12-08-2009, 01:37 PM   #7
Tex
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QuoteOriginally posted by Lowell Goudge Quote
you have not said what lenses you shoot.
I have a Tammy 70-200 f/2.8. It does a very good job at 800 or when I shoot daylight games.

Specifically it is the noise at the higher ISO settings that is the problem.

I bought the Tamron lens because it was the first that I could get for the Pentax mount.

I also have a slow Pentax 300 zoom that shoots very good images... but needs light!
12-08-2009, 06:43 PM   #8
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Hi ISO

Tex I bought a Kx to take shots at Judo I have a early Tokina the same length but slower as yours, so far tested it school presentation night taking hand held and at high iso the shots have come out well will post some when i work out how to do it here. My suggestion would be to try out the Kx before you jump ship the d90,d5000 and cannons didn't compare favourably to the Kx the bonus is the continued use of my lenses from owning a Program A.
Cheers Mark

12-08-2009, 07:45 PM   #9
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QuoteOriginally posted by Tex Quote
I have a Tammy 70-200 f/2.8. It does a very good job at 800 or when I shoot daylight games.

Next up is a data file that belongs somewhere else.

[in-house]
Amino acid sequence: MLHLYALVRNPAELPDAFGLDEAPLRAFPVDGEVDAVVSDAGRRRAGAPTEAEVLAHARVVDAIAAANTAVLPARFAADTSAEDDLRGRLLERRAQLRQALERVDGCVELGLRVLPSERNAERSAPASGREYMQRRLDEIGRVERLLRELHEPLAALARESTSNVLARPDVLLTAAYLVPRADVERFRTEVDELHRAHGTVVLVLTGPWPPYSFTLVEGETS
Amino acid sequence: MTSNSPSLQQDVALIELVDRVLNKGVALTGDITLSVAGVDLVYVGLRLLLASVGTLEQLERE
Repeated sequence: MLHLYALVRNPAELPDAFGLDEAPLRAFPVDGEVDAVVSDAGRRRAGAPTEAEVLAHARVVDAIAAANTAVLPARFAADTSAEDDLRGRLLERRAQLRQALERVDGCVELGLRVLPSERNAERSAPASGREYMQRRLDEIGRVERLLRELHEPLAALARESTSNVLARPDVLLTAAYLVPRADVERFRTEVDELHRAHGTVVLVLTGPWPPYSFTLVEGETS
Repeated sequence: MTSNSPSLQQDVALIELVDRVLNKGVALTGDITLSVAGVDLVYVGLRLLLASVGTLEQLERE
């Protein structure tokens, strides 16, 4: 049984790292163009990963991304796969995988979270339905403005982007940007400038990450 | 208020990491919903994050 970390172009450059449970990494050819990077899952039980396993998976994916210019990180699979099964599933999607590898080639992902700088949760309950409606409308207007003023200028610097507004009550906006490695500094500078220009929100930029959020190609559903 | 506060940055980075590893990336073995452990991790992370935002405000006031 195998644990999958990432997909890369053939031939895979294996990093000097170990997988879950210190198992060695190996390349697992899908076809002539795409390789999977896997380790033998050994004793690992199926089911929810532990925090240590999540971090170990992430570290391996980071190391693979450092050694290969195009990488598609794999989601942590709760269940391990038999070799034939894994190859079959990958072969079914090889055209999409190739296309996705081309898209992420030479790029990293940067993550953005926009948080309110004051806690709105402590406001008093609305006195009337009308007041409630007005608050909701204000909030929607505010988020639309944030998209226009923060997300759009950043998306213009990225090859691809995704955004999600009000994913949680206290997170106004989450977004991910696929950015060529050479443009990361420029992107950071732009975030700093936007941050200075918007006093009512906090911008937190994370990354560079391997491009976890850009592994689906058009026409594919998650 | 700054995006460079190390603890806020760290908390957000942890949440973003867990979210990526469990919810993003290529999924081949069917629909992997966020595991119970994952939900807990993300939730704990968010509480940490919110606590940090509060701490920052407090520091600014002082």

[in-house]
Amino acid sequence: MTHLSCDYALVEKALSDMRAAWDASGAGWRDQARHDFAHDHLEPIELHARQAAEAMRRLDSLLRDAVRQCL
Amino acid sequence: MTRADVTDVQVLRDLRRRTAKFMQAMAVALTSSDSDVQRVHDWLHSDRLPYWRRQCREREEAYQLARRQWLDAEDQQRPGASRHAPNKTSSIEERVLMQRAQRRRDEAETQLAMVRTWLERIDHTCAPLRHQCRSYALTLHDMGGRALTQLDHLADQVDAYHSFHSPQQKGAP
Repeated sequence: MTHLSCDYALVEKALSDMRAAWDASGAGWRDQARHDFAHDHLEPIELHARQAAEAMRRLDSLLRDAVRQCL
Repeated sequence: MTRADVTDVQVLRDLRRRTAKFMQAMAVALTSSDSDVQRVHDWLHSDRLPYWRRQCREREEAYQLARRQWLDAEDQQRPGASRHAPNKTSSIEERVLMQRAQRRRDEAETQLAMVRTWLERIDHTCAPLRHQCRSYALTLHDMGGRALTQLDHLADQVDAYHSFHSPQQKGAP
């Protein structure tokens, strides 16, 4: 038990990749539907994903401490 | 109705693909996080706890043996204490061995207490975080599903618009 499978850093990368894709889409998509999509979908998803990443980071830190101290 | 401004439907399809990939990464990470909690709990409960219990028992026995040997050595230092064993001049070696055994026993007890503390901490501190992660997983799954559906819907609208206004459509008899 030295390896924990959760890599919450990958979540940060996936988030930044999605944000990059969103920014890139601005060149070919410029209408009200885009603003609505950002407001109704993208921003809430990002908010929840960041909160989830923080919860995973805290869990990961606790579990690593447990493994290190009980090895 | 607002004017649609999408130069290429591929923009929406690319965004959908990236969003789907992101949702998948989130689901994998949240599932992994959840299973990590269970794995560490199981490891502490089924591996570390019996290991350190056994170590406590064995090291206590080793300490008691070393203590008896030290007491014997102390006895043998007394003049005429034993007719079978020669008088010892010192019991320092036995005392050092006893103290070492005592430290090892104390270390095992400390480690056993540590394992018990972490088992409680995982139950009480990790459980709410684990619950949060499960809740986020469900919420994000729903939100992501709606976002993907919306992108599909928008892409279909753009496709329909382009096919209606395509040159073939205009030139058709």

Specifically it is the noise at the higher ISO settings that is the problem.

I bought the Tamron lens because it was the first that I could get for the Pentax mount.

I also have a slow Pentax 300 zoom that shoots very good images... but needs light!
In re-reading the rest of your post, you have NR set to high, this will take away sharpness.

By the way, what do you have sharpness set to, as it can add noise also, and if we are discussing these settings does that mean you are shooting JPEG?

Also, I might suggest that you go back and re-start your settings process. Put everything to neutral, take some benchmark shots, and then move adjustments either way from neutral, one at a time and see the impact. Tune the camera for the ISO you intend to use and refine these settings. I would be surprised if you can't get things better right out of the camera. I have the K7, not K20 and I find no issue at all stepping up to ISO 800 for many shots, using a much slower 300mmF4 and 1.7x AF TC

I have not yet played extensively at higher ISO settings, but never had an issue with my *istD or K10D pushing all the way to maximum of 3200 and 1600 respectively.
12-09-2009, 01:34 AM   #10
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I can attest to the fact that the K-7 is better for sport than the K20D. I had the K20D and now the K-7, I get more keepers with the K-7, primarily due to faster and more sure focus. 5.2 fps helps sometimes, but I don't use that all that often.

Raw is fine compared to 7D, 50D, and D300 for noise:




12-09-2009, 03:03 AM   #11
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QuoteOriginally posted by Tex Quote
There is a guy (amateur) that shoots the D700, at some of the same games. He shoots at a much lower ISO than I can, with much better results.